A landmark $35 million settlement between the Northern Territory Government and children who
were mistreated in its youth detention system is a warning that youth justice reform is urgently
needed, says Jesuit Social Services.

“Five years ago, the entire nation was horrified by the footage of children being abused, neglected
and mistreated in the Northern Territory’s youth detention system, by the same people who are
meant to be supporting their rehabilitation and preparing them for their return to the community,”
says Jesuit Social Services CEO Julie Edwards.

“This significant settlement is an acknowledgement of how much the system failed these vulnerable
children. Sadly, it will not take away their suffering, but it can serve as an urgent wake up call that
the youth justice system needs urgent reform. We need to ensure this can never happen again and
that children who get into trouble are given the best chance to turn their lives around.”

The Royal Commission into the Protection and Detention of Children in the Northern Territory,
announced five years ago today, produced 227 evidence-based recommendations and provided a
blueprint for how the Northern Territory could lead the nation in implementing humane, effective
approaches to support children and young people.

While all recommendations were supported by the Northern Territory Government, key
recommendations including raising the age of criminal responsibility have not been implemented.
Recently, the Northern Territory Government introduced regressive legislation that has already
resulted in more children being locked up and the government has announced it is going to expand
the Don Dale facility, despite the Royal Commission recommending its closure.

“We, and others who work with children in the Northern Territory every day, are deeply concerned
by changes to the Bail Act that came into effect in May which have already condemned more
children to detention when they should be supported in the community instead.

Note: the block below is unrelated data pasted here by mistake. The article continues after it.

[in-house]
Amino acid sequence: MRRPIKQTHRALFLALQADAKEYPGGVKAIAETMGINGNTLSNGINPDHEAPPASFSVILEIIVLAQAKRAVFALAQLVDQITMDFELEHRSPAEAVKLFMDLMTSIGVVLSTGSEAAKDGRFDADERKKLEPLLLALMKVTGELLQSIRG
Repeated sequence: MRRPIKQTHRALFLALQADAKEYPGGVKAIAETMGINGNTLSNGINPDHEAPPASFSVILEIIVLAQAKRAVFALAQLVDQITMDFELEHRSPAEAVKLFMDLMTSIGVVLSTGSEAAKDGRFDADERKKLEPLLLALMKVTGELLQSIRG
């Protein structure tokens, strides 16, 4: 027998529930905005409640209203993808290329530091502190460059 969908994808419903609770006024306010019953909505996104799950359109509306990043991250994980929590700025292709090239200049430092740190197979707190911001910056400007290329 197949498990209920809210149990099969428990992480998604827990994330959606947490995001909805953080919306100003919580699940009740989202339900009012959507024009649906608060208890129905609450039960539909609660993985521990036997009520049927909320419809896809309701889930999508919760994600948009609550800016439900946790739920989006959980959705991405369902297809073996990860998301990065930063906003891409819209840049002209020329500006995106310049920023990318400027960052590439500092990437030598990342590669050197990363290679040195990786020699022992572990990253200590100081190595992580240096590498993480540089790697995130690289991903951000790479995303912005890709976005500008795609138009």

“Three decades ago we had a Royal Commission into Aboriginal Deaths in Custody and five years ago
we had a Royal Commission into the Protection and Detention of Children in the Northern Territory.
How many more Royal Commissions do we need before political leaders finally heed the advice of
Elders, experts and people with lived experience and commit to reform that supports, not further
harms, vulnerable children?”.

Jesuit Social Services and the North Australian Aboriginal Justice Agency (NAAJA) today held the 5th
National Justice Symposium in Alice Springs and online to discuss what successful youth justice
reform looks like from grassroots to the system level. The event brought together Elders, experts
from across Australia, New Zealand and the US, practitioners and the voices and lived experiences of
young people who have had contact with the youth justice system.

“The Northern Territory, through the recommendations of the Royal Commission, has a roadmap to
a system that can lead Australia and authorise other parts of the country to follow. Today’s shameful
news must be a catalyst for positive change.”

Media enquiries: Kathryn Kernohan, 0409 901 248 or kathryn.kernohan@jss.org.au.

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